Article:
Health issues with use of the metal #10 can is mostly focused on the use of BPA (Bisphenol A).  The Mayo Clinic explains that BPA has been linked to a variety of negative health effects. They actually recommend avoiding canned foods! As a result of health issues, many companies, like Campbell Soup are moving away from BPA lined cans. Many, however, are still manufacturing with BPA and the consumer may have no way of knowing if the metal can contains BPA or not.

This chemical is not the only concern. The thin layer used to line the cans can still be compromised, especially with acidic food. This may cause leakage of the tin or aluminum into the food. Contamination could lead to gastrointestinal and neurological health problems. And let's not forget that once the can is open, it's even more possible for the metal to leak into the food.

Health and food blogs and articles such as those written by Anne's Healthy Kitchen, Women's Health, and many more also espouse the idea of avoiding food in metal cans. Word is getting around and to make an impact, we need to listen to what is being spread by and to consumers as well as noting the lifestyle habits of the Millennials and Generation Z and incorporate it into our packaging.

5.  Longevity of shelf life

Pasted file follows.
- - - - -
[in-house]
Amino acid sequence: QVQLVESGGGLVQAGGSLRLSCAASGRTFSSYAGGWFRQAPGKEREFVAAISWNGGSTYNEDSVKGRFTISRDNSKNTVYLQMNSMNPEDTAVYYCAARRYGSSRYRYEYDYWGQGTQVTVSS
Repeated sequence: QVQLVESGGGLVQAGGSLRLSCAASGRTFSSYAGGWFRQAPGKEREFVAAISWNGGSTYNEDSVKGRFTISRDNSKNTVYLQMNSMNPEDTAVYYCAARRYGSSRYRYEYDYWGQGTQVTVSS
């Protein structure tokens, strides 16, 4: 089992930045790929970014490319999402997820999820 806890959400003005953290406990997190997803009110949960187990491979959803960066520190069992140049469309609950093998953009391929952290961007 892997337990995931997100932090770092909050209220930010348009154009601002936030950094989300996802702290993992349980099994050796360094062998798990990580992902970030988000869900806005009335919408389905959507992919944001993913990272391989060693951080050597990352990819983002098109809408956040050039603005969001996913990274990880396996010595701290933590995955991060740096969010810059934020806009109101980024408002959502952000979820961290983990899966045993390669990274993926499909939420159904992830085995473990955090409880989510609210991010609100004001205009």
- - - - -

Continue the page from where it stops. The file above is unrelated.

From time to time my mind fills with the idea of a meteoric or apocalyptic event that could happen. Usually after reading a book or watching a movie with this theme. There are many reasons to want to buy food with a longer shelf life but fear of an apocalypse does it for me. So how does a pouch fare next to a can when comparing life cycle?

A common myth is that the can offers a longer shelf life then the pouch. Not true. The shelf life of food in a can is typically 2-5 year (less for some products) according to Brian A. Nummer, PhD and Brandon Jahner. This is not because the food will spoil, but because the metal is more likely to transfer into the food after this date. The longest tested shelf life for packaging actually comes from a pouch. Think military MRE (Meal, Ready To Eat). This pouch has a shelf life of 8-10 years. Currently, no packaging solution is recommended for over that amount.

While metal cans are beneficial for some consumers and manufacturers, transferring from a metal container to a pouch as a solution to these important issues is not only viable, but it makes sense. And off the top of my head, I can think of a few other smaller issues it solves. The pillow bag or stand up pouches can be microwaveable - the can can't. (Catchy slogan!) The pouch can be frozen - not the can. For those world travelers, the pouch can be duty-free but not the can. What do you think? I'd love to know any other solutions you can come up with or your thoughts on this trend?